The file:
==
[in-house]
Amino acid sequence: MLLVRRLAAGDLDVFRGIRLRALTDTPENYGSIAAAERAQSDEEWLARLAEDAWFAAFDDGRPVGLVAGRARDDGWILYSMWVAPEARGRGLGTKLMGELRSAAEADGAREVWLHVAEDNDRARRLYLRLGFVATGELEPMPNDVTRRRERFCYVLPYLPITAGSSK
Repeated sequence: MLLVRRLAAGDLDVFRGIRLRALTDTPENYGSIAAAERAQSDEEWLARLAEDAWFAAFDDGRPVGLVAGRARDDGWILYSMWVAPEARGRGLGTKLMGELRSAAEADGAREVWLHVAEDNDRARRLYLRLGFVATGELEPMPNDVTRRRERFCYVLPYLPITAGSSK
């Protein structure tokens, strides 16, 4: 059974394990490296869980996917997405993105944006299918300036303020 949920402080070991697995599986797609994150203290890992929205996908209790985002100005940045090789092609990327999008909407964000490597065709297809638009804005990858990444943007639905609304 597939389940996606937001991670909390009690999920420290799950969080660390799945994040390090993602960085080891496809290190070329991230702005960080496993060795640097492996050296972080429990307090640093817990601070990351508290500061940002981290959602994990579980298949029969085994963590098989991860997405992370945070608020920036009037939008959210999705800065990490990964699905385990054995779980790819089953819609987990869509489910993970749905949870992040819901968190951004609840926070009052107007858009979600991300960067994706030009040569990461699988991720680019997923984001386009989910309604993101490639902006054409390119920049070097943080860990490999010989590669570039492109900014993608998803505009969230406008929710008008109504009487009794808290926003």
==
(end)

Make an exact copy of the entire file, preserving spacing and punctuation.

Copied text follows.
[in-house]
Amino acid sequence: MLLVRRLAAGDLDVFRGIRLRALTDTPENYGSIAAAERAQSDEEWLARLAEDAWFAAFDDGRPVGLVAGRARDDGWILYSMWVAPEARGRGLGTKLMGELRSAAEADGAREVWLHVAEDNDRARRLYLRLGFVATGELEPMPNDVTRRRERFCYVLPYLPITAGSSK
Repeated sequence: MLLVRRLAAGDLDVFRGIRLRALTDTPENYGSIAAAERAQSDEEWLARLAEDAWFAAFDDGRPVGLVAGRARDDGWILYSMWVAPEARGRGLGTKLMGELRSAAEADGAREVWLHVAEDNDRARRLYLRLGFVATGELEPMPNDVTRRRERFCYVLPYLPITAGSSK
């Protein structure tokens, strides 16, 4: 059974394990490296869980996917997405993105944006299918300036303020 949920402080070991697995599986797609994150203290890992929205996908209790985002100005940045090789092609990327999008909407964000490597065709297809638009804005990858990444943007639905609304 597939389940996606937001991670909390009690999920420290799950969080660390799945994040390090993602960085080891496809290190070329991230702005960080496993060795640097492996050296972080429990307090640093817990601070990351508290500061940002981290959602994990579980298949029969085994963590098989991860997405992370945070608020920036009037939008959210999705800065990490990964699905385990054995779980790819089953819609987990869509489910993970749905949870992040819901968190951004609840926070009052107007858009979600991300960067994706030009040569990461699988991720680019997923984001386009989910309604993101490639902006054409390119920049070097943080860990490999010989590669570039492109900014993608998803505009969230406008929710008008109504009487009794808290926003």